By: James McGurren, CPA, CFP®
If you’ve ever thought about moving to Florida, you’re certainly not alone. Many affluent New Jersey residents have considered both the financial and lifestyle benefits of relocating to the Sunshine State.
The idea may seem especially appealing at this time of year — when not only are we facing several more weeks of winter, but we’re also preparing to file our tax returns. New Jersey has some of the highest state income taxes in the nation, while Florida residents pay no state income tax at all, including capital gains tax. However, changing your residency is no small task. The taxing authorities are aggressively auditing taxpayers who change their domicile and the burden of proof, by clear and convincing evidence is on the taxpayer.
Establishing Florida Residency
If you do decide to move to Florida and would like to take advantage of the lower tax rates, it’s critical to make sure that you establish official residency in the state. To do so, you must meet specific criteria that establishes your domicile in Florida, not New Jersey.
The legal term “domicile” requires that you not only have a physical presence in a state, but that you also intend to make the state your permanent home. While you may have more than one home, you can only have one domicile at any given time. Once you’ve established your domicile in a particular state, this will continue until you move to another state with the intention of changing your permanent home.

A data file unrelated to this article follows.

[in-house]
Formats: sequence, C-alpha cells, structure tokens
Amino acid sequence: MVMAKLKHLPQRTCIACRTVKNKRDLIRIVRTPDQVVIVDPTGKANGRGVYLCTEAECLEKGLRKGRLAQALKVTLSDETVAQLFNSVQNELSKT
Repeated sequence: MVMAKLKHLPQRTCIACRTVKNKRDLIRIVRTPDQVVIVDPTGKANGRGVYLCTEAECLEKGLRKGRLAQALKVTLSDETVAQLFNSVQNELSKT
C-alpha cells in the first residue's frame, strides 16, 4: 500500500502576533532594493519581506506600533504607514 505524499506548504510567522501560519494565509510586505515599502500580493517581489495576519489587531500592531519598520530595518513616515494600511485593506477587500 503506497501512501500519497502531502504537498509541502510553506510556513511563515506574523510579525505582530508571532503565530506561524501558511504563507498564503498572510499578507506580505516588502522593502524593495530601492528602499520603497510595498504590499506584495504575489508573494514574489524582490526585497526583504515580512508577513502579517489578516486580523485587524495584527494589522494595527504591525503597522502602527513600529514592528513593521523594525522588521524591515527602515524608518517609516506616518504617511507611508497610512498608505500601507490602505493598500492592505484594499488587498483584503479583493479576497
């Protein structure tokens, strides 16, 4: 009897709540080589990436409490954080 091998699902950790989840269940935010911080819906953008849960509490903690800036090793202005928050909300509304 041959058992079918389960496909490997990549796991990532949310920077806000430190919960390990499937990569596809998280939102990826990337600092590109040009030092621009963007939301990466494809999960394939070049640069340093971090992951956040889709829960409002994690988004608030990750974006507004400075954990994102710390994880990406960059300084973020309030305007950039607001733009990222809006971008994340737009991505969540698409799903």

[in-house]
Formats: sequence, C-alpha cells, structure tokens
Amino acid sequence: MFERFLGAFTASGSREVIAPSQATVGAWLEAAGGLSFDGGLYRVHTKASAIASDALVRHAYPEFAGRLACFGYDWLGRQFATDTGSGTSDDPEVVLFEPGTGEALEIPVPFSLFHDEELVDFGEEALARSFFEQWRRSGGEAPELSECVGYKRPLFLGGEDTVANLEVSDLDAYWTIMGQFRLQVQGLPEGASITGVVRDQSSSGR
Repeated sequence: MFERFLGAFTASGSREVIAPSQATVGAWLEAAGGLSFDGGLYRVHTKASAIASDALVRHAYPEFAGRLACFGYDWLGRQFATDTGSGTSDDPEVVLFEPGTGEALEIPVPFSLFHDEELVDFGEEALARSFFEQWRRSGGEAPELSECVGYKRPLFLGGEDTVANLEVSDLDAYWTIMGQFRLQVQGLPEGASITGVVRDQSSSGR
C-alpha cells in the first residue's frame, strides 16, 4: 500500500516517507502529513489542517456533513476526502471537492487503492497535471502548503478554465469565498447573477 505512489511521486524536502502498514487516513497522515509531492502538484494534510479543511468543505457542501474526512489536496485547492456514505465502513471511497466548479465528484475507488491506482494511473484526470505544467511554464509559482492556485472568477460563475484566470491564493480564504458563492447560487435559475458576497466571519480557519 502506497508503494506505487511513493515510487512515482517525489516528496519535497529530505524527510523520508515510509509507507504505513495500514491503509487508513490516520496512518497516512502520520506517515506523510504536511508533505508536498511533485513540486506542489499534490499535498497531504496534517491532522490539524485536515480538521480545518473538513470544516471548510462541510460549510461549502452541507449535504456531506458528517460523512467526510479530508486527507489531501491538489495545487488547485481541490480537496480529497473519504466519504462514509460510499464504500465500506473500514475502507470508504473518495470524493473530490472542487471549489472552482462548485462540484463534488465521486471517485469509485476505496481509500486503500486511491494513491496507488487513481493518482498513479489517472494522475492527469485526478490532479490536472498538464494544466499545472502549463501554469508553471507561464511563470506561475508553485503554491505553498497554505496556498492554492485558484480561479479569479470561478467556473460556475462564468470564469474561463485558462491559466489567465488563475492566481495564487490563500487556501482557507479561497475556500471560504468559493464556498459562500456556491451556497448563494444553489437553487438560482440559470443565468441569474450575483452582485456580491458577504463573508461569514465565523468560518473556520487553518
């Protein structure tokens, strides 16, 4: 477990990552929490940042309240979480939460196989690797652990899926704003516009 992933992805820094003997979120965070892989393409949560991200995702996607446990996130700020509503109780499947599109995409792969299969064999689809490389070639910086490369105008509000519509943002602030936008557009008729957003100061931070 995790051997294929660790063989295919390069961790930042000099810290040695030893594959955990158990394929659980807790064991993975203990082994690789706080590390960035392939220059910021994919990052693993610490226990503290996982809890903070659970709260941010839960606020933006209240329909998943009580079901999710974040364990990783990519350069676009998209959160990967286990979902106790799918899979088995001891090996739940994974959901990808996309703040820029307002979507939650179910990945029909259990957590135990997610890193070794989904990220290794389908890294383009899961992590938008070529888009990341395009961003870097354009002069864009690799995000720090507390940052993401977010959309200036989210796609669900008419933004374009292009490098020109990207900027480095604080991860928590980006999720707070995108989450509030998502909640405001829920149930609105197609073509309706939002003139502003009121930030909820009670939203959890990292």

Even if you move to a new location (such as Florida) for an extended period of time, this does not automatically change your domicile, especially if you intend to return to your original domicile (such as New Jersey) for the majority of the year. In this scenario, you would remain a resident of New Jersey for income tax purposes and be required to pay New Jersey state income taxes.
Note: If New Jersey is your domicile, you are considered a resident for tax purposes unless:
- You did not maintain a permanent home in New Jersey
- You maintained a permanent home outside New Jersey and
- You did not spend more than 30 days in New Jersey
The determination of domicile is based on long-standing common-law principles that can be somewhat subjective. According to case law, “the test of intent with respect to a purported new domicile (depends on) whether the place of habitation is the permanent home of a person, with the range of sentiment, feeling and permanent association with it.”
If you are claiming your domicile in a new state such as Florida, you’ll need to spend at least 183 days a year there and be prepared to provided evidence showing as much, should you ever face a residency audit. Auditors may examine credit card charges, ATM activity, cell and landline phone records, EZ-Pass toll records, travel documents and other such activity to ascertain where you’ve been in the course of the year. State tax authorities examine several key factors in determining a taxpayer’s true domicile, including:
1. Use of homes — If you retain a residence in New Jersey but move to Florida, are you using your Florida home in a way that suggests it is your permanent home? For example, what actions did you take to remove yourself from your old community, and have you established roots in your new community?